On 19 January, a documentary film called "A Palace for Putin: The Story of the Biggest Bribe" was released on YouTube by the Russian Anti-Corruption Foundation (ACF) of dissident Alexei Navalny. The incendiary 2-hour long investigation revealed a 17,5 thousand square meters lavish mansion near the town of Gelendzhik in the Krasnodarsk region of Russia, allegedly belonging to Russian President Vladimir Putin.
Now viewed a staggering 100 million times, it even forced the Russian President himself to react; it also contributed to mass protests across Russia in defense of Mr. Navalny who was arrested on his return from Germany.
A sprawling palace on the Black Sea, built with money from private companies and used by a politician: this must sound familiar if you know Bulgaria.
A very similar story hit the headlines last year when an opposition politician named Hristo Ivanov (leader of Yes, Bulgaria) landed on a beach near the city of Burgas with an inflatable boat. In a live Facebook stream he showed how the honorary chairman of the Turkish party MRF - Ahmed Dogan, lives in a splendid summer residence and is guarded by the National Security Service. The video of his landing and apprehending by unmarked state security agents was seen more than 200,000 times in just a few days, and triggered the first mass anti-government protests since 2013.
Beyond the superficial similarities (palace on the beach) the two cases epitomize the systems of corruption in Bulgaria and Russia. There are, of course, clear-cut differences in terms of the size of the mansions involved and the scale of the reaction. But take this as a useful guide to where Bulgaria and Russia are alike, and where they differ.
1. A palace for the person in charge
Yes, Vladimir Putin is the head of state of one of the two biggest nuclear powers and the largest country in the world, while Ahmed Dogan is an honorary chairman of a minor ethnic-business party in Bulgaria, on the edge of the EU. Thus, the former is suspected of living in a $1,37 billion dacha (the Russian word for holiday home) with an ice palace, vineyard, two helipads and a huge arboretum overlooking a cliff, whereas the latter lives in a much "humbler" (relatively, at least!) 10 million euro mansion opposite an oil refinery.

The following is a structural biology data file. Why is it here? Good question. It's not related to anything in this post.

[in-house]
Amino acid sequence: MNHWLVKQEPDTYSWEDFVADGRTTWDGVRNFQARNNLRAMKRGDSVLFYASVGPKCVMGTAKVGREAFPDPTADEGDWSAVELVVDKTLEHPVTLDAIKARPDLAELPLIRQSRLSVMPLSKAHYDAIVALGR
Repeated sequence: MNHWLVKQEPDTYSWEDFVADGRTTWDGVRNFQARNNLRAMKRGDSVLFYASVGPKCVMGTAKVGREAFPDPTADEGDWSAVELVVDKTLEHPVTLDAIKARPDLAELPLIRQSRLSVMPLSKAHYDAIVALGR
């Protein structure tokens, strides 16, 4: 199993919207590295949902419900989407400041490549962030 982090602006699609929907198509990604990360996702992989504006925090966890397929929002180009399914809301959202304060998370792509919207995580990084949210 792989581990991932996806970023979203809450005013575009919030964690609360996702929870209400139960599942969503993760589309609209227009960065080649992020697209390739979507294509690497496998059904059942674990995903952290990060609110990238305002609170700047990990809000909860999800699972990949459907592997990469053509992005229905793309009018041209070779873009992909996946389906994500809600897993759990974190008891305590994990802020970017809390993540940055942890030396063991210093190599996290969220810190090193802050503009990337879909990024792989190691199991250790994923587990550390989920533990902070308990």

But notwithstanding the different dimensions and the EU's tempering influence, their exalted control over politics and business in their respective countries is comparable.
While Mr. Putin has dominated all levels of Russian politics since 1999, he is just as famous for his tight grip over the country's oligarchic circles. There is a lucrative private sector, but its independence is illusory. Hence these billionaires actually contributed to the construction of the Gelendzhik palace and helped to hide its ownership.
The case of Mr. Dogan is pretty similar. Both he and Mr. Putin share a background "apprenticeship" in the secret service. And although Dogan has never quite held the executive power of the acting Russian President, he has survived and thrived as a dominant force over the Bulgarian public landscape since the early 1990s. He is also responsible for "domesticating" some of Bulgaria's biggest shady businesses in the early 2000s, creating a "ring of firms" that "distribute the portions of state financing," as he famously confessed at a rally in the early 2000s.
2. Somebody built it for them
Which brings us to the second similarity - both Mr. Dogan and Mr. Putin have managed to capitalize on the business networks they have helped create. On the Russian side, even before the ACF investigation, it was widely known that the palace in Gelendzhik had been constructed for over a decade through the "donations" and help of friendly businessmen close to Mr. Putin. It has also exchanged hands between some of them over the years.
The scheme, which at the time had already been running for years, involved several public funds, offshore and Russian companies with little documented trace to the Russian President or his relatives, but very close to his inner circle.